At 11, realizing your father isn’t the only love of your mother’s life is pretty devastating. What was even more worrying though, was the idea of Khalil Jibran resurfacing. I know he didn’t seek to possess her, but he could also mean that he would love her even if she belonged to someone else. Well, she belonged to me! And I would be damned before some two-bit college Lothario, shuffling along with his paperback novels and old fashioned ink pens would take away my mommy! So I prayed, and prayed, and prayed that Khalil Jibran would loose his way, that his ship would sink before he got back to Lahore (Oh, yes, he went away on a ship to make his fortune as a writer). I was extra nice to my mother, and just in case she didn’t notice my behaviour, I made sure to tell her, frequently, how good her life was. Great house, nice husband, precious daughter. Who would ever want to leave this little heaven?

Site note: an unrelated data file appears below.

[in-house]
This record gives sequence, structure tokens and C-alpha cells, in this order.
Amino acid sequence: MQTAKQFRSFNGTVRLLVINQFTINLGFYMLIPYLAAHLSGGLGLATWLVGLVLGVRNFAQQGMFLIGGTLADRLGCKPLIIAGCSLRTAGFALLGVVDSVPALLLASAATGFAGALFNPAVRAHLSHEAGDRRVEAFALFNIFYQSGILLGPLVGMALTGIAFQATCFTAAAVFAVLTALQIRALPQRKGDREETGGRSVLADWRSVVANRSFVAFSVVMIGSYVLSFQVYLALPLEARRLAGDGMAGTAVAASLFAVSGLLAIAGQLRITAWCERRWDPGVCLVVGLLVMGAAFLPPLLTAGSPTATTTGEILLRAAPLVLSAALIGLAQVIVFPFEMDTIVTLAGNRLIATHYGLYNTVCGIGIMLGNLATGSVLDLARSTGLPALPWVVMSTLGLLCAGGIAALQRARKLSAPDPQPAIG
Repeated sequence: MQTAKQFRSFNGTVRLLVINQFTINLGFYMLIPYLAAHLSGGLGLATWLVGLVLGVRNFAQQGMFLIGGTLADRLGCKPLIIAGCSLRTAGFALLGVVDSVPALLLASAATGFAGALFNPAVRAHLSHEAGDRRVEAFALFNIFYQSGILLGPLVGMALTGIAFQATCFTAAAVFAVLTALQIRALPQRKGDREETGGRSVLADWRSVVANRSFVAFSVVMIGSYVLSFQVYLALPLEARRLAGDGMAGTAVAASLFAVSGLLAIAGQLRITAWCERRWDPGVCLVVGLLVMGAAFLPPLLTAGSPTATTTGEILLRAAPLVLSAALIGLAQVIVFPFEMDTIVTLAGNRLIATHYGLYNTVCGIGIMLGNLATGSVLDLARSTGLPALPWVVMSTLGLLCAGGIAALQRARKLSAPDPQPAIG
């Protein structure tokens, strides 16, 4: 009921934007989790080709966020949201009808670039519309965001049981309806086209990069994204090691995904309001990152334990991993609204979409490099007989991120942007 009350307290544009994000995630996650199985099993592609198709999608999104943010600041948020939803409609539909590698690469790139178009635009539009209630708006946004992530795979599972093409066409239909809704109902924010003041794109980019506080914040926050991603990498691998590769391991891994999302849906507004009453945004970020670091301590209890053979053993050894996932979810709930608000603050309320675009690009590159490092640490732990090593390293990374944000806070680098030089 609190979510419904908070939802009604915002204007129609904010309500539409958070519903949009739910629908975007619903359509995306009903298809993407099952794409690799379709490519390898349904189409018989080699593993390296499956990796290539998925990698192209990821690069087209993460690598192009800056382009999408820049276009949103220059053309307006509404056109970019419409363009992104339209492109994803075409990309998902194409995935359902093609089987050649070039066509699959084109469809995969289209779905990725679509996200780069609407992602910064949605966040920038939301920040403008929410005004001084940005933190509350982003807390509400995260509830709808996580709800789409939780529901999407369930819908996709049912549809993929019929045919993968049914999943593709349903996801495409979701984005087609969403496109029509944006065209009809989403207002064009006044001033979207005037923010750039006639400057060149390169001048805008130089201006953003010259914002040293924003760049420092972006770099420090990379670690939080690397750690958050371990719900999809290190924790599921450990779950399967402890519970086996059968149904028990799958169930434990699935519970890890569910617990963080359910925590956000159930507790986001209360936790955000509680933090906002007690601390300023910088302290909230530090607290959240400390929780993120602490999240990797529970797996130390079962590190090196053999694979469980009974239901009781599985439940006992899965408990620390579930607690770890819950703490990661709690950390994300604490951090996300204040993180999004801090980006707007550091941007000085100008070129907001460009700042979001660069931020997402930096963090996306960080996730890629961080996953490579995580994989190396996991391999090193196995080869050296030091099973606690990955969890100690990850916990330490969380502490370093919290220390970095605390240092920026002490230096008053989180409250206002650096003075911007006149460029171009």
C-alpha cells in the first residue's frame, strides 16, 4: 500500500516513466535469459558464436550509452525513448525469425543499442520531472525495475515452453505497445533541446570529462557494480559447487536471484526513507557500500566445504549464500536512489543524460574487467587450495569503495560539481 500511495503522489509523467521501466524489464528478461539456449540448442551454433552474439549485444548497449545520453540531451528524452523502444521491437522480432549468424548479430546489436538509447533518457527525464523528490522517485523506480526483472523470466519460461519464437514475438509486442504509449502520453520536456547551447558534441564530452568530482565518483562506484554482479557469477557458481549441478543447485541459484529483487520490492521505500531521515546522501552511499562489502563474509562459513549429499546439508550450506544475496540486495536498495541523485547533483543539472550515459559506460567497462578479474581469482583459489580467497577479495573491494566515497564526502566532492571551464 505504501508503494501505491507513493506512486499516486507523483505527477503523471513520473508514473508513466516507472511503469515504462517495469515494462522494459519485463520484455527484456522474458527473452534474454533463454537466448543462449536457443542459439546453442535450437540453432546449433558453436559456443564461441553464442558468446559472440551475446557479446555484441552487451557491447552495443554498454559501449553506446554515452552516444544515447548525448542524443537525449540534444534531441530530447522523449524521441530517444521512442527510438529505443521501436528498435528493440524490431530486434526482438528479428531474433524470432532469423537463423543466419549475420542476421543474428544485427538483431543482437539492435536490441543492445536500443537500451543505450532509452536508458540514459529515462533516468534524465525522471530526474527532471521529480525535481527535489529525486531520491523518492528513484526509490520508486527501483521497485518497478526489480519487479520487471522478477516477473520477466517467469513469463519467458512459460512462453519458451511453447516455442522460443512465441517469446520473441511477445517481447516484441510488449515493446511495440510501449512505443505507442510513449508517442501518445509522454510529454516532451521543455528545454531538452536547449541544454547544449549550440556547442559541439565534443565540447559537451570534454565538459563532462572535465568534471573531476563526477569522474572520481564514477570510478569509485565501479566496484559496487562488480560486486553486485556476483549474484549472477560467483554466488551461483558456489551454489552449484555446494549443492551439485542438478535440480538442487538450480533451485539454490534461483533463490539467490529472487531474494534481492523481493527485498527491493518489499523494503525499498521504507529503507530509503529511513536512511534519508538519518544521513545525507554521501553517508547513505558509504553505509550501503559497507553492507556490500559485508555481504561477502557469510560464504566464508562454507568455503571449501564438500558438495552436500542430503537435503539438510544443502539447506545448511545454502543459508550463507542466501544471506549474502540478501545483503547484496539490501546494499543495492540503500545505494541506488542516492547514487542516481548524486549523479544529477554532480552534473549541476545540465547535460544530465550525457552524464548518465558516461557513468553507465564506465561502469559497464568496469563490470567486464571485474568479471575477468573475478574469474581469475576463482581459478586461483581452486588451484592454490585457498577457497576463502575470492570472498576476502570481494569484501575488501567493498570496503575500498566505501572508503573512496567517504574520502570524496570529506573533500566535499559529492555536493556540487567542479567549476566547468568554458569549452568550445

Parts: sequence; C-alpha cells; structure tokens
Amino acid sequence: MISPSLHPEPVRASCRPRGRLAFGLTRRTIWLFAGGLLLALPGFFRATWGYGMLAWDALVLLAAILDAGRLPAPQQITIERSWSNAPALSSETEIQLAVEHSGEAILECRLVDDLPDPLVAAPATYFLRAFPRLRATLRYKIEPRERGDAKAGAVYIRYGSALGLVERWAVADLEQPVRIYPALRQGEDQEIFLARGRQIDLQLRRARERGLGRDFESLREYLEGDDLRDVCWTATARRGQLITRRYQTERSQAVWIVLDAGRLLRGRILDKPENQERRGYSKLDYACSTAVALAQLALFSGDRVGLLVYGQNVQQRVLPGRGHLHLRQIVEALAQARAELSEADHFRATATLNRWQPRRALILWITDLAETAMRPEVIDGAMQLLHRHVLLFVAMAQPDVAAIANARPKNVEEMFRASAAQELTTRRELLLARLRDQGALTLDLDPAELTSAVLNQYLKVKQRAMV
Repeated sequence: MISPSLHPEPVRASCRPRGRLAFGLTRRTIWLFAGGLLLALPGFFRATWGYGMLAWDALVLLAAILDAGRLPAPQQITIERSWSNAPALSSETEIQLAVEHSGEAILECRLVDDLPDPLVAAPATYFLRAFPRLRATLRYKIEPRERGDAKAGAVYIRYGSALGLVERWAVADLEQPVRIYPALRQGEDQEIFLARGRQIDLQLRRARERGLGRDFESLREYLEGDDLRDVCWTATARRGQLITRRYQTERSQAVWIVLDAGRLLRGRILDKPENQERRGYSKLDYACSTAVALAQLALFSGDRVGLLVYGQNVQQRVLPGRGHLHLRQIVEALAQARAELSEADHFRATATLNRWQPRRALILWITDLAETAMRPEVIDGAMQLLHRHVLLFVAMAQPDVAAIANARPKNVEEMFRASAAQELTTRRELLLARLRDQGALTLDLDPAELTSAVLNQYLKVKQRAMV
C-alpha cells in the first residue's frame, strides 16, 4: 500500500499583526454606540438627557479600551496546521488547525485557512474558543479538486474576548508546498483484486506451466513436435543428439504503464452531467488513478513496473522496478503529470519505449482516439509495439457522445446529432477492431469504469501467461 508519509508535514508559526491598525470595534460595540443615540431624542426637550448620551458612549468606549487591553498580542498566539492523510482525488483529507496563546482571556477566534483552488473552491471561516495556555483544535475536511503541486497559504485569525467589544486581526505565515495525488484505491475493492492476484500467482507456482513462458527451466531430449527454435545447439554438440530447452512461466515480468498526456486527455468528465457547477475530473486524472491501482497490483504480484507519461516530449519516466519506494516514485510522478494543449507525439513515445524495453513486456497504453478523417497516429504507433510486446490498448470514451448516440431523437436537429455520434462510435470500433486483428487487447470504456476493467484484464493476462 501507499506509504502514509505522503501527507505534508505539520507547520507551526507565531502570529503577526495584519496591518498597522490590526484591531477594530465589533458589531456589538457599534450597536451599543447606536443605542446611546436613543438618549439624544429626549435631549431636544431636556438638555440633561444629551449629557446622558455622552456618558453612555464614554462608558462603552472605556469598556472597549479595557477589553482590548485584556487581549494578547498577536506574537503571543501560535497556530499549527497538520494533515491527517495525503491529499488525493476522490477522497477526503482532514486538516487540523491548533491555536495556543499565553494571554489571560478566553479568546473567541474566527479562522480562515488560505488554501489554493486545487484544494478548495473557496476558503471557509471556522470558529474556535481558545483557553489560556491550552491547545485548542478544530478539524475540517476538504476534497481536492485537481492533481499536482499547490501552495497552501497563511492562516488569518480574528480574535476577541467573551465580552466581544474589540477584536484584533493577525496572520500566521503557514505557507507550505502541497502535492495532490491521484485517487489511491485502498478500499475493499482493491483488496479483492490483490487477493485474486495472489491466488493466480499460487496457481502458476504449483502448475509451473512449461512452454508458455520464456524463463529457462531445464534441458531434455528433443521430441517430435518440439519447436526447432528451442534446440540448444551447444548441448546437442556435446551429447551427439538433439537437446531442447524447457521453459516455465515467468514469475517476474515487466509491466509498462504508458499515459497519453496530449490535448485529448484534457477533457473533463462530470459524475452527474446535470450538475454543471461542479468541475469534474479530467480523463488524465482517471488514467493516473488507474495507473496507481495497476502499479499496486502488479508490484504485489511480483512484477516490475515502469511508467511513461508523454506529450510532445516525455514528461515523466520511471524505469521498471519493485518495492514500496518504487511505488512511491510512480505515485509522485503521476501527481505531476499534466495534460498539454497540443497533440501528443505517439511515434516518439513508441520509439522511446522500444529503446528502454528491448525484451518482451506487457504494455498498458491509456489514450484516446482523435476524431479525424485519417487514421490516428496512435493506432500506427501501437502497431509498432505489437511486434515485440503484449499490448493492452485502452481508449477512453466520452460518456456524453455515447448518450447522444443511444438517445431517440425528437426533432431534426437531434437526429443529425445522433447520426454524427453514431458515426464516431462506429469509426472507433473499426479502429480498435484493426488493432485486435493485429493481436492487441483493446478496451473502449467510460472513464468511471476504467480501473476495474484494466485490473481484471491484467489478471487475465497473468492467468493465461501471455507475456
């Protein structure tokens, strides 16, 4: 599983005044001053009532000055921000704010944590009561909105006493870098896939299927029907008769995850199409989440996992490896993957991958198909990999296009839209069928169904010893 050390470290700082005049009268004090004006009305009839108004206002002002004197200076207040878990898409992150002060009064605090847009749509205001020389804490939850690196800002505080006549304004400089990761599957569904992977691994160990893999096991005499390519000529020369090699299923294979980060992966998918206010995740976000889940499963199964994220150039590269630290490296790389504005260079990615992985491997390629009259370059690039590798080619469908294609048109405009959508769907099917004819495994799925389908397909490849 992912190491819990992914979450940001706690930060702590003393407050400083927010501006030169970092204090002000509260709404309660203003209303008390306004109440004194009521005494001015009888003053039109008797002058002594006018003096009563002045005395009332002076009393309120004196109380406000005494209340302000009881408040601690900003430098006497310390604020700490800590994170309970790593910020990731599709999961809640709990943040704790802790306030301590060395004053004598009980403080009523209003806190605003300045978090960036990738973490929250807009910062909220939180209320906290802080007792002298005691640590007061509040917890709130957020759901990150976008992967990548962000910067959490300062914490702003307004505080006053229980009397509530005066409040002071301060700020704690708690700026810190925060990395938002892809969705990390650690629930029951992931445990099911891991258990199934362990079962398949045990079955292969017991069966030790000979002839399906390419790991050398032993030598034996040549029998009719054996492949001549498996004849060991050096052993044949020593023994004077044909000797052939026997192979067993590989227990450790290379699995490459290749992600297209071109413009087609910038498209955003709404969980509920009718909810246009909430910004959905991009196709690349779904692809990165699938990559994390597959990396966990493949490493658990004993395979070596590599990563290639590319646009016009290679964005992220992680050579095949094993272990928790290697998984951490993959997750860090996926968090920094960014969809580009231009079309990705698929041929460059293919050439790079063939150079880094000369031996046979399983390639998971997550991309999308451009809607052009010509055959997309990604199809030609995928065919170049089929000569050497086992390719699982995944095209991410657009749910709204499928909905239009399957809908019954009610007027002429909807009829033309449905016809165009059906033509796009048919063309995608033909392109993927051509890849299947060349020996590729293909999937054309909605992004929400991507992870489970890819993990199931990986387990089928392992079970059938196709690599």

It sounds amusing in retrospect, but at the time I was constantly living in fear of being ripped apart from my mother. And that time lasted for a good 3 years. I was 14 when I came across The Messenger. Thankfully, instead of being paralyzed by the fear that Khalil Jibran had now made it, big time, and would be returning for my mother, I opened the book. And realized Khalil Jibran was not Pakistani, and most certainly was not my mother’s contemporary.

This life I live in my head. It exhausts me.